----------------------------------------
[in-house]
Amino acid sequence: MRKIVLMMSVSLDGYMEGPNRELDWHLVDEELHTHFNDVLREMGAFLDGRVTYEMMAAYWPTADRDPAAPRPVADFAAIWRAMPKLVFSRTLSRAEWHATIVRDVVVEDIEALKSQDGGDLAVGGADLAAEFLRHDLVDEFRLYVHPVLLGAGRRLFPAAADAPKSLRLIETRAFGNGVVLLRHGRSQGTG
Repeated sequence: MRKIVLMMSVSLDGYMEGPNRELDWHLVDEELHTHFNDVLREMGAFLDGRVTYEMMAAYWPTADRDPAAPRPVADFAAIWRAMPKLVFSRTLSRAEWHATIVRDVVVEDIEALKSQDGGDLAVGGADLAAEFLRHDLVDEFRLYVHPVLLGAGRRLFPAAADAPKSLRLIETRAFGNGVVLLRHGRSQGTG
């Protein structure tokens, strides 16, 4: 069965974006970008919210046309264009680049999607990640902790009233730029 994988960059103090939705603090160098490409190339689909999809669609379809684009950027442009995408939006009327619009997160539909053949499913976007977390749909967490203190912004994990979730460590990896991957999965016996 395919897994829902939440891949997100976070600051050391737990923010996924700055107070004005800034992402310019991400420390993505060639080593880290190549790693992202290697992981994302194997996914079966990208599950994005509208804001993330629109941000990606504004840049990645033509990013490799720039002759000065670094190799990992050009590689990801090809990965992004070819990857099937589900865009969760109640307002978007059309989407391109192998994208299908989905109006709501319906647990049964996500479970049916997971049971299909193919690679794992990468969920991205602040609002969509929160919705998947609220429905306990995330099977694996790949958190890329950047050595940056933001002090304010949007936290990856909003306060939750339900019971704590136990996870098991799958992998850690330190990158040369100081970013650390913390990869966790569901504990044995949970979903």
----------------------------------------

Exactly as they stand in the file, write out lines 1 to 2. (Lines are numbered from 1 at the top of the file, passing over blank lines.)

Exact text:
[in-house]
Amino acid sequence: MRKIVLMMSVSLDGYMEGPNRELDWHLVDEELHTHFNDVLREMGAFLDGRVTYEMMAAYWPTADRDPAAPRPVADFAAIWRAMPKLVFSRTLSRAEWHATIVRDVVVEDIEALKSQDGGDLAVGGADLAAEFLRHDLVDEFRLYVHPVLLGAGRRLFPAAADAPKSLRLIETRAFGNGVVLLRHGRSQGTG